A bond represents a loan between a lender – usually a corporation or the government – and a borrower. The specifics of a bond include details that outline the bond amount, interest payments, and the dates when the borrower must make those payments.
Bonds are fixed-income entities, which means borrowers typically pay a predetermined interest rate to lenders.
Read on to learn more about the various types of bonds, how they function, and their advantages and disadvantages.
Understanding how bonds work
Alongside stocks and cash, bonds are one of the main assets that investors frequently handle because each entity is tradable.
Typically, borrowers purchase bonds when they need to fund specific projects or settle debts. Investors who give out these loans go by several names: debtholders, bondholders, or creditors. Borrowers are also known as bond issuers.
The bond includes information regarding the loan amount, interest payments, and when each payment is due. The loaned funds – or the bond principal – must be repaid by a specific date, known as the maturity date. The annual interest rate paid on a bond – or the bond coupon – is an investor's monetary compensation for having lent their money.
Bonds typically begin at $100 or $1,000. Upon acquisition, borrowers may resell the bonds to another party, which is a relatively standard practice. Investors can buy back the bonds they've loaned, too.
Characteristics of bonds
All bonds share four primary characteristics:
Face value: This refers to the bond's worth by its maturity date. Lenders use this value to determine a bond's interest rate.
Coupon rate: Typically expressed as a percentage, this refers to the interest rate that the borrower will pay.
Maturity date: This is when the borrower will repay the bondholder the bond's face value in full.
Coupon date: The coupon date is when interest payments are due, usually twice a year.
Types of bonds
The U.S. Treasury issues government bonds, which fall into three subcategories: bills, notes, and bonds.
Bills are federal bonds issued with a maturity date of a year or less. Notes are bonds with a maturity period of one to 10 years. Bonds take longer than 10 years to reach maturity.
The federal government usually earns five percent in returns per year through the distribution of bonds. The loaning and acquisition of federal bonds is a public endeavor. In comparison, the handling of other bond types is a private affair.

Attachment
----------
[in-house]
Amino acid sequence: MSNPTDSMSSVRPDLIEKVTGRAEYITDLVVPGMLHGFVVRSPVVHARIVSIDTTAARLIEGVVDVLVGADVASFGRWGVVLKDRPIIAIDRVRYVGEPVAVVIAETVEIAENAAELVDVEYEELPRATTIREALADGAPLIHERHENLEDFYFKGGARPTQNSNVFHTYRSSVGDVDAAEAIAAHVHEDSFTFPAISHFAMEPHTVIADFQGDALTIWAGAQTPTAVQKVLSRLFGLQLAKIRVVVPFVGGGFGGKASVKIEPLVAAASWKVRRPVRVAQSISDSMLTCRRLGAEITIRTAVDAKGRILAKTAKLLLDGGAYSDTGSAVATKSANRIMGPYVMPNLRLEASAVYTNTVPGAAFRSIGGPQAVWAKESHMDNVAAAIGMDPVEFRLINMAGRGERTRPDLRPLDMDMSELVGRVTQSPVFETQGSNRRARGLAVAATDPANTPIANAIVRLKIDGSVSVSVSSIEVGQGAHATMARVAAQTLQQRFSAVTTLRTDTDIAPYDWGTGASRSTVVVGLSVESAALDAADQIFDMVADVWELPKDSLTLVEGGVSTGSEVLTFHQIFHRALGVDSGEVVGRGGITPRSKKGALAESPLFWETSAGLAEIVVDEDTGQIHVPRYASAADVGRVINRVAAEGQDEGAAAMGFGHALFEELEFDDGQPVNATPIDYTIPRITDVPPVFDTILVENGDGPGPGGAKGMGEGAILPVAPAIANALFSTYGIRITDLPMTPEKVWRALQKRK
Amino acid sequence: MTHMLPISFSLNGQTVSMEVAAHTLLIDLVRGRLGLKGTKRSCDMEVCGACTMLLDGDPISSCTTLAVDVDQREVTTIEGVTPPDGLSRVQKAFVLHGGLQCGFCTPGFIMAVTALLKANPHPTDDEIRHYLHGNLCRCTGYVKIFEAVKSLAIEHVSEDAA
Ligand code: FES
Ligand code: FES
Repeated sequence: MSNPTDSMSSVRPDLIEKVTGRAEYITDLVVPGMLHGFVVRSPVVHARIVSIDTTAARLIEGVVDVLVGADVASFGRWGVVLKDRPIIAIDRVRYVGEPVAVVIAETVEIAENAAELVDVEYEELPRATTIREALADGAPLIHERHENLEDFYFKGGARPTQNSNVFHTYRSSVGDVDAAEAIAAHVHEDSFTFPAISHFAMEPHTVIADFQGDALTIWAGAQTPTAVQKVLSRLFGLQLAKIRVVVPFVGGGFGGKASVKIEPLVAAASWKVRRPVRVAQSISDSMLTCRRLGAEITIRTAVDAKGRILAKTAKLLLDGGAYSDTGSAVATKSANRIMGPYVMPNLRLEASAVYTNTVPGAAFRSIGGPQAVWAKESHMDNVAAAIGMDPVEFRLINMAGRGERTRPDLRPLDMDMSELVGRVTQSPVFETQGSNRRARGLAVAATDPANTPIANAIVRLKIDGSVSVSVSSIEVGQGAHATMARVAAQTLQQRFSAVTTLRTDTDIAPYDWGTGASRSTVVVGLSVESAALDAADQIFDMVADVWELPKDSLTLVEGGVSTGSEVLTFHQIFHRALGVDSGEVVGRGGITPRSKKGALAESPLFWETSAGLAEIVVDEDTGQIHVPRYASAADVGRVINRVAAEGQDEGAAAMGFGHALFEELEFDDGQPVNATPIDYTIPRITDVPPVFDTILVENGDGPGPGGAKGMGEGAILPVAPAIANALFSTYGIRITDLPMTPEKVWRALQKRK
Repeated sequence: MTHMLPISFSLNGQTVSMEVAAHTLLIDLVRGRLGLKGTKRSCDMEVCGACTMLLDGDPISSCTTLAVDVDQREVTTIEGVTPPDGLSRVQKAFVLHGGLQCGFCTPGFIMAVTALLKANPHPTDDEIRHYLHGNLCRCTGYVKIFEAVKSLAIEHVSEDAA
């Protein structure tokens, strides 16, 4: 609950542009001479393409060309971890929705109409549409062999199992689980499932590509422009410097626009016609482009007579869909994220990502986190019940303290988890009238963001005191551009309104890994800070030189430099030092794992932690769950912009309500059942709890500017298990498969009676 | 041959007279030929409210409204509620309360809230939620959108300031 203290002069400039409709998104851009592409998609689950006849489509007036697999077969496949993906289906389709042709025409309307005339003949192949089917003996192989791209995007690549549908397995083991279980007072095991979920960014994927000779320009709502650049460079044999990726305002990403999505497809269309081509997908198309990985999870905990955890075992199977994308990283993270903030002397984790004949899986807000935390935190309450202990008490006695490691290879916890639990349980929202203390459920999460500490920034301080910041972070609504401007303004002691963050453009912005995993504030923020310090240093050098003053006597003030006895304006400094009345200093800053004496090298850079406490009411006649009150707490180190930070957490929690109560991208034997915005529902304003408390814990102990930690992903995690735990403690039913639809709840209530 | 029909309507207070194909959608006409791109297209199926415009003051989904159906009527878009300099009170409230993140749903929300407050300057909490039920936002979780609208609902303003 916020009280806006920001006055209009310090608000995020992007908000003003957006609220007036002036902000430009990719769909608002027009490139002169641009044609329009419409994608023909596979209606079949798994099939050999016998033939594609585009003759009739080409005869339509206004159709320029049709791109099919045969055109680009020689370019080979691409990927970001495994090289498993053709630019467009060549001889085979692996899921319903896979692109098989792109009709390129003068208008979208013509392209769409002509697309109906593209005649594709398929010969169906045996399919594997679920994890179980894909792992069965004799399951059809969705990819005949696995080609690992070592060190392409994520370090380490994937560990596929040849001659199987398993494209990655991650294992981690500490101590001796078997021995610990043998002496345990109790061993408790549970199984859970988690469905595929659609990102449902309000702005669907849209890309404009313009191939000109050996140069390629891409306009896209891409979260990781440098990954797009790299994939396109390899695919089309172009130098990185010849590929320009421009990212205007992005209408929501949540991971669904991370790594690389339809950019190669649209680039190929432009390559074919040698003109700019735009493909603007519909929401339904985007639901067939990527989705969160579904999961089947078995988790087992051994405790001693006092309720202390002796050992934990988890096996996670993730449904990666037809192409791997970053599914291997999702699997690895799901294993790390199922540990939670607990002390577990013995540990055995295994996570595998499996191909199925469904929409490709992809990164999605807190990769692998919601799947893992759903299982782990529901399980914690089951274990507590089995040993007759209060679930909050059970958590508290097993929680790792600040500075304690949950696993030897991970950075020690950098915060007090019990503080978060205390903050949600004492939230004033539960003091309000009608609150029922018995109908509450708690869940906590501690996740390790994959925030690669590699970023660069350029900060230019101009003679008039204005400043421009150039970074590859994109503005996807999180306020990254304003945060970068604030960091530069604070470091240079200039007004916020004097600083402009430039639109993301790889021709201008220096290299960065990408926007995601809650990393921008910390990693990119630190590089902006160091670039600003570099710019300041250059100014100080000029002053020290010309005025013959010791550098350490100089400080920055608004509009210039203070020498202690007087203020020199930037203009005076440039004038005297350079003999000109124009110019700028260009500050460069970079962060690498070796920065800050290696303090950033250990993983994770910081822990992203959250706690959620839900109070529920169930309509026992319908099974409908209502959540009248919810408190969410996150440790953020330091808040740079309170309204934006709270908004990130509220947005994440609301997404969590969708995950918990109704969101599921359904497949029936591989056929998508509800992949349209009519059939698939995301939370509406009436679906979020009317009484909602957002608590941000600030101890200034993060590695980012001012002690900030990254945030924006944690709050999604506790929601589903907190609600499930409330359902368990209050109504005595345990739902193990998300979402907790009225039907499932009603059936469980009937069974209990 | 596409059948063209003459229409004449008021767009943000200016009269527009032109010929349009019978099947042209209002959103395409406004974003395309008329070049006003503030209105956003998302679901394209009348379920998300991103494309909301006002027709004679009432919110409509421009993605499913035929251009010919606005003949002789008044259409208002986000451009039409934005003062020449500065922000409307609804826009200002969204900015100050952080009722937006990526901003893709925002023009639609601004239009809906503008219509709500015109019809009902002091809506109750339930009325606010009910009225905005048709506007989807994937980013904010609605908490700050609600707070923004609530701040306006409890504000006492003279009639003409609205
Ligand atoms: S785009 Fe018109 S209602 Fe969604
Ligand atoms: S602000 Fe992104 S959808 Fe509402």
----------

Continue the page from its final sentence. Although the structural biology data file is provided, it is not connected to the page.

The distribution of federal bonds is a form of sovereign debt.
Also called munis, state and city governments issue these bonds. Municipal bonds help fund local developmental projects like building new schools or improving roads. These bonds can have a short-term repayment period of one to three years or a lengthier repayment period of up to 10 years.
Finally, depending on the circumstances, borrowers may receive tax benefits.
Issued by companies, most businesses prefer this type of loan because corporate bonds tend to have lower interest rates than bank loans.
Unlike stocks, acquiring corporate bonds doesn't mean you own shares in the company.
Similar to government bonds, corporate bonds fall into two categories: high-yield bonds and investment-grade bonds.
A high-yield bond suggests a borrower has a weak credit score, and therefore the borrower must pay a higher interest rate to justify the lender's risk. An investment-grade bond is the opposite and comes with lower interest fees because the borrower has proved they are less likely to default on repayment.
Agency bonds – or agency debt – are loans that government-sponsored organizations issue. Local and state taxes rates do not apply to the majority of these bonds.
The pros and the cons of bonds
The first benefit of issuing a bond is that you profit by way of interest payments. It's a type of fixed income because payment periods occur regularly. As a result, owning bonds can be a smart strategy when saving for retirement.
Secondly, if the bond reaches maturity, the borrower will repay the entirety of your loan. Bondholders can also resell bonds at a higher price.
You'll earn less return by owning bonds than if you own stocks, as bonds typically have lower interest rates. Bonds also run the risk of default, meaning that the borrower does not repay the loan.
While fixed earnings can be a good form of steady extra income, they can also cause drawbacks because there is no potential for your money to grow exponentially over time.
What are bond yields?
Bond yields refer to a bond's evaluation. For example, a high-yield bond – also known as a junk bond – is not necessarily a wise investment. However, these bonds have the potential of making the highest returns if you are comfortable with taking a significant risk.
How do you price a bond?
Bond prices fluctuate according to market trends – such as supply-and-demand – and interest rate thresholds. The sensitivity of a bond is known as its duration. It is crucial to note that in this context, bond duration has nothing to do with time but refers to a bond's susceptibility to economic phenomena.
Generally speaking, when interest rates rise, bond prices drop.
Additionally, a bond's yield-to-maturity, or YTM, can also calculate a bond's price. YTM refers to the total return expected from a bond if it reaches maturity.
Is there a risk with bonds?
There is some risk associated with handling bonds. A bond's riskiness depends on the borrower's credit history. The safest bonds to invest in have an “AAA” rating, while the riskiest ones are rated “B” or “C.”
Ultimately, investing in bonds is yet another strategy to earn additional income. But, regardless of how you make that money, handling it wisely and having easy access to it is just as important.
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